NSFW? It’s tempting these days to engage in political arguments discussions in the workplace. The whole realm of politics has taken on a new urgency in recent years, and people want to express their opinions. But as everyone knows (remember Thanksgiving dinner?), such exchanges are flirtations with disaster. So what is a manager to do, especially at a time when business leaders and the companies they run are expected to take positions on controversial issues? Political discussions, as many managers feel, can be a time-consuming distraction. Writing on the Know Your Team blog, Claire Lew offers a few useful observations. For “an organization whose purpose is to try to get work done and make progress toward an outcome,” Lew writes, political discussions “can feel perilously distracting.” That’s why some managers now forbid employees to talk about politics. But that’s risky, too. Rarely, Lew writes, “does the shutting down of energy result in the felt, relieving experience of a release of energy. In fact, the opposite. Stifled feels, well, stifled.” Employees have “to avoid sharing a part of themselves and their lives.” That’s a burden in itself. Also, refusing to consider the political is to ignore the context in which we relate to the market, to competitors, customers, partners and, yes, employees. Managers might begin to ask themselves, “In what way does my team aspire to better the world? To what degree is that world influenced by politics?” Once they start thinking in those terms, they can open up their offices to thoughtful and considerate conversations about politics, though this won’t necessarily be easy. And here’s a sentence that might be worth memorizing: “I disagree but respect you and your opinion.”
ALL TALK? All the surveys seem to show that consumers want to purchase goods and services from companies that stand for something more than turning a tidy profit. By one study, almost 80% say they “are changing their purchase preferences based on social responsibility, inclusiveness or environmental impact.” Another — this from IBM — finds that almost 60% “are willing to change their shopping habits to reduce environmental impact. … Over 70% would pay a premium of 35%, on average, for brands that are sustainable and environmentally responsible.”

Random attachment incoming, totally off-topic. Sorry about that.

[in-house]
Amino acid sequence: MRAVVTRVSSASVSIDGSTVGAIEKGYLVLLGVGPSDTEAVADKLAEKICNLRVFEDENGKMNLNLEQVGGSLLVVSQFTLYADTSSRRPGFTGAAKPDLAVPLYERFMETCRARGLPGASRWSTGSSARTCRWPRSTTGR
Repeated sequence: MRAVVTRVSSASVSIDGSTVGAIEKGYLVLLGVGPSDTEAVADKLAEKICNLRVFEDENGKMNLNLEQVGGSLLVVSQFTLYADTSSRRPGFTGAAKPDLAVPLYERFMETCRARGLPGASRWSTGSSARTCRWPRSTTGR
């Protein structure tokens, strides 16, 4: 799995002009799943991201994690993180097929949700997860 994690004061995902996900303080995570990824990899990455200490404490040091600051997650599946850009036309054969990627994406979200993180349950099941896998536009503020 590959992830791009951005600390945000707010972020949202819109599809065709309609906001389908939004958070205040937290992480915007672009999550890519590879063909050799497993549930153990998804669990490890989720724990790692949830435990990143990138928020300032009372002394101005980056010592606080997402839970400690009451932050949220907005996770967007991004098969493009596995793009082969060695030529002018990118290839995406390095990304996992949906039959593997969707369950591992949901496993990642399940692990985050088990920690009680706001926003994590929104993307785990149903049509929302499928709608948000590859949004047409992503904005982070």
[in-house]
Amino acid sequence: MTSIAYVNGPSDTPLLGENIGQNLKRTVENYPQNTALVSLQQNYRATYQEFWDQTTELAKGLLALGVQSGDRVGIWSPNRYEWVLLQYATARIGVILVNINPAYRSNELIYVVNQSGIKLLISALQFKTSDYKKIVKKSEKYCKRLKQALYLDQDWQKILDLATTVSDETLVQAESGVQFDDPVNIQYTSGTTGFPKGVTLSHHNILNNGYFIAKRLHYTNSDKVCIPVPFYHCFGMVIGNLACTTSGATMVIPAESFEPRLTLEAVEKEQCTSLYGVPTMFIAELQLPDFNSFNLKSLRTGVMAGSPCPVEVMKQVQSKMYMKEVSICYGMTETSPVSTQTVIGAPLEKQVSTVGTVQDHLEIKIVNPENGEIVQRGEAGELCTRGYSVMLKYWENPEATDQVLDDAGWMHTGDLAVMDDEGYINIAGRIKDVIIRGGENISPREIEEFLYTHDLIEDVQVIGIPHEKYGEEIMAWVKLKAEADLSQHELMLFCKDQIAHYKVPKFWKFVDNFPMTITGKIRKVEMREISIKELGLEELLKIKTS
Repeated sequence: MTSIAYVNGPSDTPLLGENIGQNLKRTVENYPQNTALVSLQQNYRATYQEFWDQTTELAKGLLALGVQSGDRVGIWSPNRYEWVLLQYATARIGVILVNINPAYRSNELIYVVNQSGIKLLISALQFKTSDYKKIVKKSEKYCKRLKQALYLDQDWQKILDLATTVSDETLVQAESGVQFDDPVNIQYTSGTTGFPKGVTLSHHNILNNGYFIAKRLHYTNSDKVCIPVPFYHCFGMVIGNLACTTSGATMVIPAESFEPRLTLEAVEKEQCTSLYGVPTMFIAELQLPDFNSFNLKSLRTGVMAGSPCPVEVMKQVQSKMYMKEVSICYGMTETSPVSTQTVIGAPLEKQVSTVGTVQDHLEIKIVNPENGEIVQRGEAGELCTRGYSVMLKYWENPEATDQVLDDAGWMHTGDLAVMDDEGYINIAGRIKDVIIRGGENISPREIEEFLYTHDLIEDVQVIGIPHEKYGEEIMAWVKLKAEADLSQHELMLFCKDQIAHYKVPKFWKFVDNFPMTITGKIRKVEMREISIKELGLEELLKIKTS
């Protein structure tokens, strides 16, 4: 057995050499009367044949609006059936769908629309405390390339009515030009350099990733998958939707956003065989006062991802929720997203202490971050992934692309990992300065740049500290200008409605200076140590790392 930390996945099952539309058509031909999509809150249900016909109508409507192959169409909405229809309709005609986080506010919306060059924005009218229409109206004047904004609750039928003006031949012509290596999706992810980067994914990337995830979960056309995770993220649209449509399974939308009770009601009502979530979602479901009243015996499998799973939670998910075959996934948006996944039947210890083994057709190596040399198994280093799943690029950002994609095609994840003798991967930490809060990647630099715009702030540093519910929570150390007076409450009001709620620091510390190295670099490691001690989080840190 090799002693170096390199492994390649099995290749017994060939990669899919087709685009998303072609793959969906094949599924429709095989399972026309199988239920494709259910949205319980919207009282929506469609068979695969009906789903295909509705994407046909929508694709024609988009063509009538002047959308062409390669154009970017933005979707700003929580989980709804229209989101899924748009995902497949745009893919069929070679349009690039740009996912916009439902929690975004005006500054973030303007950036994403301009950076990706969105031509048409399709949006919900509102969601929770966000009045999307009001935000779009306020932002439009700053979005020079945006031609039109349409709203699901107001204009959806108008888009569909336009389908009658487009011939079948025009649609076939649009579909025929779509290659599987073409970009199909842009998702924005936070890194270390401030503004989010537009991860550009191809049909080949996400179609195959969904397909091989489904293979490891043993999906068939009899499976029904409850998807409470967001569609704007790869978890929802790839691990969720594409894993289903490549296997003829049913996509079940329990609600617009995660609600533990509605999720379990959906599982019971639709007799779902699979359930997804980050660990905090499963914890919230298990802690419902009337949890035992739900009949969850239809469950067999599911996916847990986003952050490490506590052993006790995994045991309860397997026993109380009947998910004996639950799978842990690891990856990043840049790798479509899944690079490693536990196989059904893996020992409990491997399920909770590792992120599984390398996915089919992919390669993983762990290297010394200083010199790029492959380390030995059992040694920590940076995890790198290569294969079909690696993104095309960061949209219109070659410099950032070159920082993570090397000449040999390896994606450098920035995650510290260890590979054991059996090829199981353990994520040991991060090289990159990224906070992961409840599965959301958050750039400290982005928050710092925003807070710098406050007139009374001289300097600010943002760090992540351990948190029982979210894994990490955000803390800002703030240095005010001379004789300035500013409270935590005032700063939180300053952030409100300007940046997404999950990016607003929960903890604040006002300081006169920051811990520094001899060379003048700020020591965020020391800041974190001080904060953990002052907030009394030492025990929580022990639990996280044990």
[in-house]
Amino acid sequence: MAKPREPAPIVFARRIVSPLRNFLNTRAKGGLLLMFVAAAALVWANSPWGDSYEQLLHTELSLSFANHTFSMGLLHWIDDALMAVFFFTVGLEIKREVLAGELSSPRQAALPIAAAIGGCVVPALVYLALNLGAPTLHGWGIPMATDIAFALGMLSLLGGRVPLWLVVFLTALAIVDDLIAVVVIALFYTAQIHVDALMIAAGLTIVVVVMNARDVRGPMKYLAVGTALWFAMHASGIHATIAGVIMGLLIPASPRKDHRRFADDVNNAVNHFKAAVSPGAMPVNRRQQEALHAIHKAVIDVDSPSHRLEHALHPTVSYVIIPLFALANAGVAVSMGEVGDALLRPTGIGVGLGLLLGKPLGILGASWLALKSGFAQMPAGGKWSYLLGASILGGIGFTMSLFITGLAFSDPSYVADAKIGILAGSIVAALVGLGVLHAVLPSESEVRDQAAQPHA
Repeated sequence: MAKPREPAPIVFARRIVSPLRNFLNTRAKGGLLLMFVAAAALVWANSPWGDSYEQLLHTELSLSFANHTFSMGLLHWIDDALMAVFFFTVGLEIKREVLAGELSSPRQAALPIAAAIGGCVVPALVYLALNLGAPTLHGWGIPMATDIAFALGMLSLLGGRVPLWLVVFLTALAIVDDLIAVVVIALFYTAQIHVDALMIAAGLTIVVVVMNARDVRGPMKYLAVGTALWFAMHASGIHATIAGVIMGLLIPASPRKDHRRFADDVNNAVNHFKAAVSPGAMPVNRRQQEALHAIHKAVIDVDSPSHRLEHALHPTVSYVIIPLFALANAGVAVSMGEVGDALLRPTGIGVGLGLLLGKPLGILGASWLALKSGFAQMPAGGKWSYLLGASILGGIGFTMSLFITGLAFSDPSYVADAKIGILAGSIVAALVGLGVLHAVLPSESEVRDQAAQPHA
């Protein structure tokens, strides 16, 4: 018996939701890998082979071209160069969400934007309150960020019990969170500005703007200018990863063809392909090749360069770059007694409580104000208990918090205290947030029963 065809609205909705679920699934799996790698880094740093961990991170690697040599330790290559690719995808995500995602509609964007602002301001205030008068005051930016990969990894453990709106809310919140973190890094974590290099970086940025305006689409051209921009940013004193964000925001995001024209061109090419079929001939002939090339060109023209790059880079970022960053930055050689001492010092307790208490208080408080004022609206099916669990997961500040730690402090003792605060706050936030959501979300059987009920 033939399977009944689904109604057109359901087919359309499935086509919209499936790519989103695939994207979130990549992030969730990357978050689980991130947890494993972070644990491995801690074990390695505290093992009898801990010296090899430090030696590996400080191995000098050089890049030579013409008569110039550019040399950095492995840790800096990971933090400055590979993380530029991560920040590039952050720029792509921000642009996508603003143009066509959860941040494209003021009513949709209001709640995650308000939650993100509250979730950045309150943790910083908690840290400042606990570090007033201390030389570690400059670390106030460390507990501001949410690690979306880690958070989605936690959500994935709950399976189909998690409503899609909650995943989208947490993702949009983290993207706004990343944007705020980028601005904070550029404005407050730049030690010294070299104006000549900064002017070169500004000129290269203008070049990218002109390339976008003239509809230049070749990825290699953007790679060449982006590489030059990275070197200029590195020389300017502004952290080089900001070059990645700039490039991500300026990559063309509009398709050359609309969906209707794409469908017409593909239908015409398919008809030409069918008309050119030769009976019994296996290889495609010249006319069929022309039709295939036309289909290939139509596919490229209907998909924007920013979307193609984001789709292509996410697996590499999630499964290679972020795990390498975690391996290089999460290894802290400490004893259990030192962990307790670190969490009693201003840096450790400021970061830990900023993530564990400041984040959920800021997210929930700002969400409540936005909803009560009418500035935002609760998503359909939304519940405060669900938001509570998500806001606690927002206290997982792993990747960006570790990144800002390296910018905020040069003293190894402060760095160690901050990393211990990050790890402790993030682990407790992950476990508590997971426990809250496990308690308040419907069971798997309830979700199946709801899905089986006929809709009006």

Moreover, young professionals routinely say they want to work only for companies with whose higher social purposes they agree. At least they said so before the pandemic and an already tough job market. But how many of us really act on the noble sentiments we tell pollsters we care so deeply about? Reflecting on his own household’s habits, Maarten Albarda, founder of Flock Associates, thinks a lot of this is just talk. The Albarda household is on-trend, he writes on Ragan’s PR Daily. “We’re driving electric now, we get our environmentally sustainable washer and dishwasher pods from Dropps (never mind that they are home-delivered from Illinois), and we complain to Walmart when its grocery delivery service wraps each item in a separate plastic bag.” Even then, our actual practices as consumers haven’t changed much at all. “If we are honest,” he writes, “we must conclude that what we say and how we live are two very different things (as they always are). Even if we are really concerned about the environment, we still love the convenience of the Amazon, FedEx and UPS truck fleet delivering our meals in a box, our (plastic) matcha pods or razor blades.” While he does not doubt that brands “benefit from the marketing stories around socially conscious issues,” Albarda isn’t convinced that consumers “are really prepared to ‘pay more, and even change their buying habits’ if brands are not part of this trend. Consumers are lazy creatures of habit. We like the idea of social consciousness, but we are not always prepared to accommodate to the realities of it.” (We’ll report any studies that settle the question.)
BONANZA: “Environmental, social, and governance lobbying has more than doubled in the past year, as newly-in-charge Democrats push for companies to be more transparent and accountable on issues such as climate change, diversity efforts, and political activities,” Bloomberg Law reports, after its analysis of quarterly lobbying reports submitted to Congress. It’s a “lobbying bonanza,” apparently. More than 40 companies have lobbied federal officials on these matters, though that is probably a low estimate. That’s because reporting on these special issues is voluntary, as Bloomberg Law acknowledges. While companies are speaking out on social, political and environmental issues with increasing frequency, there are “few rules dictating what they have to tell investors about their own performance.” Only about 20 companies reported that they had lobbied on such matters in the first quarter of 2020, a figure that doubled in the comparable period in 2021, which ended March 31. We’ll find out soon enough how long the reporting remains voluntary, “as the Biden administration and Congress decide what information investors should have to evaluate ESG risks and investment opportunities.”
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